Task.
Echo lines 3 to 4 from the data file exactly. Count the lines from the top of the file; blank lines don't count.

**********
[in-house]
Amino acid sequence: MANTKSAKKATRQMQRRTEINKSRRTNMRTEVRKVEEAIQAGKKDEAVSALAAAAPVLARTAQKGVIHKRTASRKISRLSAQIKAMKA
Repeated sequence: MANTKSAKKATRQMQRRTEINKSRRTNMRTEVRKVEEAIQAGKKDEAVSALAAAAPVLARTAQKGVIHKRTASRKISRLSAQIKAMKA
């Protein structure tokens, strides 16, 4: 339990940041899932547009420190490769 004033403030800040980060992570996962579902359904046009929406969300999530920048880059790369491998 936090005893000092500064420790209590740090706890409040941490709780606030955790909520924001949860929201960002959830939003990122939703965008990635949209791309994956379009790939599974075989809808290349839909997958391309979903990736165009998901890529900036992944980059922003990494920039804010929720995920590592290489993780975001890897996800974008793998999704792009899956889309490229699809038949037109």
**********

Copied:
Repeated sequence: MANTKSAKKATRQMQRRTEINKSRRTNMRTEVRKVEEAIQAGKKDEAVSALAAAAPVLARTAQKGVIHKRTASRKISRLSAQIKAMKA
């Protein structure tokens, strides 16, 4: 339990940041899932547009420190490769 004033403030800040980060992570996962579902359904046009929406969300999530920048880059790369491998 936090005893000092500064420790209590740090706890409040941490709780606030955790909520924001949860929201960002959830939003990122939703965008990635949209791309994956379009790939599974075989809808290349839909997958391309979903990736165009998901890529900036992944980059922003990494920039804010929720995920590592290489993780975001890897996800974008793998999704792009899956889309490229699809038949037109």